The core business of energy generation, transmission and distribution has been operated and managed by non-IT systems for years. IT has only had a modest role in energy operations. But according to Tony Giroti, CEO of Bridge Energy Group, with the smart grid, the paradigm is rapidly changing.
“The ambitious objectives of smart grid, when combined with some early warning signs from those who‘ve embarked on the journey, indicate that the role and complexity of IT is being grossly under-estimated, and that IT is going to play a more prominent, if not dominant, role in making smart grid a reality,” Giroti said.
As the leader of the Bridge Energy Group, Giroti works with many stakeholders in the energy industry to evangelize the importance of interoperability, IT integration architecture, and the need for a formal and strategic approach to the smart grid. Giroti contends that IT needs to develop a strategic smart grid architecture and take a closer look at the challenges posed by current integration practices and interoperability demands.
“Otherwise, without a strategic vision, planning, and an architectural approach, smart grid and demand response programs will pose formidable challenges that cannot be fully solved,” he said.
- Innovative Architectural Models
- System Evolution and Legacy Integration
- Data Integration and Deluge
- You’ve got data, not what!
- Cost Benefit Analysis & Risk Mitigation
“The power grid is currently being operated and managed with many legacy systems that are proprietary as they have been either custom developed or have been highly customized versions of commercial applications,”Giroti said. ”On top of that - new products, services, and standards are coming to market, each typically with implicit architectural assumptions. It is vital to recognize and understand the critical role that IT integration and interoperability plays in enabling smart grid success. This session reminds us not to get caught up in existing paradigms, but to continue to work toward the architectural vision of a future grid.”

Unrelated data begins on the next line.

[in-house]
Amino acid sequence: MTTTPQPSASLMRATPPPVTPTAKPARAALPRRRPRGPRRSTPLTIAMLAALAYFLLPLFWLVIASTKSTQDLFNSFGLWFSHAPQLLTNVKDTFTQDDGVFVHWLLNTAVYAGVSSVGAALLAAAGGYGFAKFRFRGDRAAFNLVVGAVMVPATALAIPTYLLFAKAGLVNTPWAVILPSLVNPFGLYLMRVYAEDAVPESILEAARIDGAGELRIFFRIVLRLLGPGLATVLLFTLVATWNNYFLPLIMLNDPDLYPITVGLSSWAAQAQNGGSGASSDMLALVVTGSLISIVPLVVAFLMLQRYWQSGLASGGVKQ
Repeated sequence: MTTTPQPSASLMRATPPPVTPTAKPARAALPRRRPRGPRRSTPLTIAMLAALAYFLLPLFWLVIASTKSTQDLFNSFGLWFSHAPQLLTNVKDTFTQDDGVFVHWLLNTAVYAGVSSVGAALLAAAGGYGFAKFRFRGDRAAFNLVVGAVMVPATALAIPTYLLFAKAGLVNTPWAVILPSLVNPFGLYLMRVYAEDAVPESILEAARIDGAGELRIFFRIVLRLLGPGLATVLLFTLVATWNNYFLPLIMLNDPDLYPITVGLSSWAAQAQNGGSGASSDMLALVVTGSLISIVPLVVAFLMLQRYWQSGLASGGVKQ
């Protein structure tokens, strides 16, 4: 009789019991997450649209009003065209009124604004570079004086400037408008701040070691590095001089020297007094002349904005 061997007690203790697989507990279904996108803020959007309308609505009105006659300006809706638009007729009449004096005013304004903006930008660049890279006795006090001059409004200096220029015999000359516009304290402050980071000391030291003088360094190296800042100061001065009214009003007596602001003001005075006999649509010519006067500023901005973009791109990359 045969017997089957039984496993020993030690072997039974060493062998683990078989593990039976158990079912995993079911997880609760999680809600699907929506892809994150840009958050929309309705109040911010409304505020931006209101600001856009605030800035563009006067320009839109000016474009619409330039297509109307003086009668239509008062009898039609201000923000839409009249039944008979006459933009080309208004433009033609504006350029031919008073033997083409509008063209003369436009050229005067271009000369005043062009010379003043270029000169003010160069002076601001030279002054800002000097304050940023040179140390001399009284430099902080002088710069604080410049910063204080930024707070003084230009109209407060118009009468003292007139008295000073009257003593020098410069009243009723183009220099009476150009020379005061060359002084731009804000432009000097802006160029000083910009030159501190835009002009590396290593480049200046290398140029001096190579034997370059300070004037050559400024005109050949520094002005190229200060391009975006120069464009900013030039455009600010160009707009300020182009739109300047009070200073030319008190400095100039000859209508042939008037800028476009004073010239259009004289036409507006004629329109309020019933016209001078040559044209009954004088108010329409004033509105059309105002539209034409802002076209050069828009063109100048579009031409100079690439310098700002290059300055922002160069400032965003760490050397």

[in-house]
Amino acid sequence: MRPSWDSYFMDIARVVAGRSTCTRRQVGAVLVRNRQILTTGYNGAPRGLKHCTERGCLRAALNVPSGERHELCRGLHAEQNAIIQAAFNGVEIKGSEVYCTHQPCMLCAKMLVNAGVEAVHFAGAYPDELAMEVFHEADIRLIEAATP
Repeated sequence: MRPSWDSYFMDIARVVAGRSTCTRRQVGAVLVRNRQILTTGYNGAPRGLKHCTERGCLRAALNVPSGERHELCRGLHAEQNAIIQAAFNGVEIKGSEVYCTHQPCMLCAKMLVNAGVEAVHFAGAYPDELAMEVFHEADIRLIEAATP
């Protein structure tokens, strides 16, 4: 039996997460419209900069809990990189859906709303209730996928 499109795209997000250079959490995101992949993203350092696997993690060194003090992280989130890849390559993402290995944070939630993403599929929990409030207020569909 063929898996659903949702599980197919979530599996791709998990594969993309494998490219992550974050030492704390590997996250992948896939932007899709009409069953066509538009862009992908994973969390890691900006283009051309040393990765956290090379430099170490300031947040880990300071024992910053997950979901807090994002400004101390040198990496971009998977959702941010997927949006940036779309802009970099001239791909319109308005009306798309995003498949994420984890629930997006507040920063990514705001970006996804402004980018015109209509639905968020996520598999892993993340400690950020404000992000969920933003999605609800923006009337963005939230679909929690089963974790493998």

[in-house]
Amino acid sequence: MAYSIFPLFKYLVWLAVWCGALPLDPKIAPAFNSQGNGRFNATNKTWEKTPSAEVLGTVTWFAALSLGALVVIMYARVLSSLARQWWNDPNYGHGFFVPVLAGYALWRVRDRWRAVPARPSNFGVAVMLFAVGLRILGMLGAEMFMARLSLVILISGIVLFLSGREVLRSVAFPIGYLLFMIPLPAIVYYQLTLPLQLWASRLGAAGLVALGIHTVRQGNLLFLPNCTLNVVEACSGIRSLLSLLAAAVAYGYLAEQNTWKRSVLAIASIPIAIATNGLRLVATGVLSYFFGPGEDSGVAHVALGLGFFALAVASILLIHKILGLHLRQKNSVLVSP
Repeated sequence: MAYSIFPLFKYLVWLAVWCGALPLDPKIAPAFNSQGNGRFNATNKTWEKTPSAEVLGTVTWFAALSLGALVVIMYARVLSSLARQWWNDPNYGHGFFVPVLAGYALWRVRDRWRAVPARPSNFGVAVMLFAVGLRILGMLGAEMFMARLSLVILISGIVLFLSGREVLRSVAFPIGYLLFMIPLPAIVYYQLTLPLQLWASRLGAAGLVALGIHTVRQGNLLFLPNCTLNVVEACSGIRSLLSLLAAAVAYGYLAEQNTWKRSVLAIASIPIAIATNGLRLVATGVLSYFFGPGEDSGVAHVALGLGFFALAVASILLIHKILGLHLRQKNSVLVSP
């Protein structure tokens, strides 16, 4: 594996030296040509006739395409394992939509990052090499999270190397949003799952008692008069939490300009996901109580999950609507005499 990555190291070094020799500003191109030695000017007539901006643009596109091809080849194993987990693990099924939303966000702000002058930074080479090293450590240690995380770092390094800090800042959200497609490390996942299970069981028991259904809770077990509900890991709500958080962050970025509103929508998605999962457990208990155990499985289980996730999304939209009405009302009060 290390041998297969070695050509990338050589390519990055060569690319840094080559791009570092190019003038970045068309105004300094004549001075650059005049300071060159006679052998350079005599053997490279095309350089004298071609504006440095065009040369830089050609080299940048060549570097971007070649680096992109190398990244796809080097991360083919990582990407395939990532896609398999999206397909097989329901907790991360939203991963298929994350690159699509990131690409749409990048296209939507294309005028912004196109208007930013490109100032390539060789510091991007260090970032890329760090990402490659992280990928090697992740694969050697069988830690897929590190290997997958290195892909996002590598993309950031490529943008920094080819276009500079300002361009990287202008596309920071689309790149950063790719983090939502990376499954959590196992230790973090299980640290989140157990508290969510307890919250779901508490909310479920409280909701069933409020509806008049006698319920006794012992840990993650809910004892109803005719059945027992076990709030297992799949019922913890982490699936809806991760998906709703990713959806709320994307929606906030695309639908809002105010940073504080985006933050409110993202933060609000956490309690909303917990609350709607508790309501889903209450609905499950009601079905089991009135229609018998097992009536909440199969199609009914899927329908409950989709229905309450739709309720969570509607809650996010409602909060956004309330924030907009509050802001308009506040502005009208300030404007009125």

Giroti has more than 24 years of experience in managing information technology products, platforms and applications, starting with his post-graduate training at Crompton Greaves in the Power Systems division – where he took part in designing large transformers. From there, his past experience working in the areas of grid operation, market operation, smart grid, demand response and IT have given him a great deal of perspective into the multi-disciplinary aspects of smart grid – including power systems, IT, business issues and even the regulatory environment.
Giroti started out in the telecom and financial services industry as CIO and CTO developing enterprise platforms and running large business and IT transformation programs.
“Then in the late 90s, I caught the entrepreneurial bug and started two venture-capital-backed companies,” he said. ”A few years ago I got fascinated by the pent-up demand for transformation in the utility industry. After serving as the chief architect at NV Energy, where I participated in one of the first smart grid demand response projects in the country, I was convinced that the energy industry was on its way to the transformation we have witnessed in the telecom and financial services industries and I wanted to be a part of that journey. “
Giroti has continued to teach from his experiences at many important events such as Grid-Interop for the last few years and “can’t begin to name all of the sessions” he has presented in the past. He has participated in Cloud Computing: Information Technology for Smart Grid and Using Smart Grid Standards: Early Successes at Connecivity Week, An Introduction to Interoperability - Policy and Business Issues for Smart Grid in Washington, SOA & Web Services for a More Sustainable IT Infrastructure in Brussels, the GWAC Interop Workshop for System Operations and Smart Grid Deployments, Beyond the Hype – Interoperability in Practice at GridWeek, An Introduction to Information Interoperability: a Cost Benefit Analysis at Grid Interop in 2010, and Systems Integration at GridWeek 2011. He will also be presenting A Cross Divisional Approach to Smart Grid Integration at DistribuTECH in January 2012.
Giroti tells students that whether they have already embarked on their own smart grid journey or are venturing out for the first time – the information and progress in the energy industry is constantly changing and it’s important to stay informed and share best practices whenever they are able.
“The whole is greater than the sum of its parts, and I think that’s what we see here at events like Grid-Interop when stakeholders come together to advance smart grid standards, architecture and the energy ecosystem as a whole,” Giroti said.
In his spare time, Giroti plays chess with his two boys (even though they often win), watches his kids play soccer on the weekend and spends time with his family in general.